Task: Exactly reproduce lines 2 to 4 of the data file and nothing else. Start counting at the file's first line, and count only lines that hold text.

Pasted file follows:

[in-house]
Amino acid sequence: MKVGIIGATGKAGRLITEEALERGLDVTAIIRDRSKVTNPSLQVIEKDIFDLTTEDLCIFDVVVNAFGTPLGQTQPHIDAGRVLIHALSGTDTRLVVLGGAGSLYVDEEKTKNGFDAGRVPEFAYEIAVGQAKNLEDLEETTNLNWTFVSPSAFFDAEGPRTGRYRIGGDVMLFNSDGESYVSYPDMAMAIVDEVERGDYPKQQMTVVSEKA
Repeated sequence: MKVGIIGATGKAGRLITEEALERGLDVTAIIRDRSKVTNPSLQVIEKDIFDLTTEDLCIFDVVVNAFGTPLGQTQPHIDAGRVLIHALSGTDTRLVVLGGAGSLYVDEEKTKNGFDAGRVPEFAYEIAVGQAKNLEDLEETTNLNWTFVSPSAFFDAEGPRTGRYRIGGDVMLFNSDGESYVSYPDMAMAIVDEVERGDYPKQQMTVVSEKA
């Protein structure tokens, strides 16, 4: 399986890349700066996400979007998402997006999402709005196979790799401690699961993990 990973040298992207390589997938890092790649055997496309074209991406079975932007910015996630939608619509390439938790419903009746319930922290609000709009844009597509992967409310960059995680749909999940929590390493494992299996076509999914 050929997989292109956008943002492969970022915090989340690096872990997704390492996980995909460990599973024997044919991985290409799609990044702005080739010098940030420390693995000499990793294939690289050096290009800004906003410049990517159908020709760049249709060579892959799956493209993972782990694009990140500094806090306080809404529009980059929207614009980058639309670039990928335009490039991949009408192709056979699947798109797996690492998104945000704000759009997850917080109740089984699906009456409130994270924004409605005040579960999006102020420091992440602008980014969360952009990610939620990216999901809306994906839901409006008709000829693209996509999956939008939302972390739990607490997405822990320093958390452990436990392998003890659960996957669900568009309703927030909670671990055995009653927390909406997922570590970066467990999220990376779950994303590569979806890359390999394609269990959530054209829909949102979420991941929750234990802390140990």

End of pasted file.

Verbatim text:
Amino acid sequence: MKVGIIGATGKAGRLITEEALERGLDVTAIIRDRSKVTNPSLQVIEKDIFDLTTEDLCIFDVVVNAFGTPLGQTQPHIDAGRVLIHALSGTDTRLVVLGGAGSLYVDEEKTKNGFDAGRVPEFAYEIAVGQAKNLEDLEETTNLNWTFVSPSAFFDAEGPRTGRYRIGGDVMLFNSDGESYVSYPDMAMAIVDEVERGDYPKQQMTVVSEKA
Repeated sequence: MKVGIIGATGKAGRLITEEALERGLDVTAIIRDRSKVTNPSLQVIEKDIFDLTTEDLCIFDVVVNAFGTPLGQTQPHIDAGRVLIHALSGTDTRLVVLGGAGSLYVDEEKTKNGFDAGRVPEFAYEIAVGQAKNLEDLEETTNLNWTFVSPSAFFDAEGPRTGRYRIGGDVMLFNSDGESYVSYPDMAMAIVDEVERGDYPKQQMTVVSEKA
């Protein structure tokens, strides 16, 4: 399986890349700066996400979007998402997006999402709005196979790799401690699961993990 990973040298992207390589997938890092790649055997496309074209991406079975932007910015996630939608619509390439938790419903009746319930922290609000709009844009597509992967409310960059995680749909999940929590390493494992299996076509999914 050929997989292109956008943002492969970022915090989340690096872990997704390492996980995909460990599973024997044919991985290409799609990044702005080739010098940030420390693995000499990793294939690289050096290009800004906003410049990517159908020709760049249709060579892959799956493209993972782990694009990140500094806090306080809404529009980059929207614009980058639309670039990928335009490039991949009408192709056979699947798109797996690492998104945000704000759009997850917080109740089984699906009456409130994270924004409605005040579960999006102020420091992440602008980014969360952009990610939620990216999901809306994906839901409006008709000829693209996509999956939008939302972390739990607490997405822990320093958390452990436990392998003890659960996957669900568009309703927030909670671990055995009653927390909406997922570590970066467990999220990376779950994303590569979806890359390999394609269990959530054209829909949102979420991941929750234990802390140990």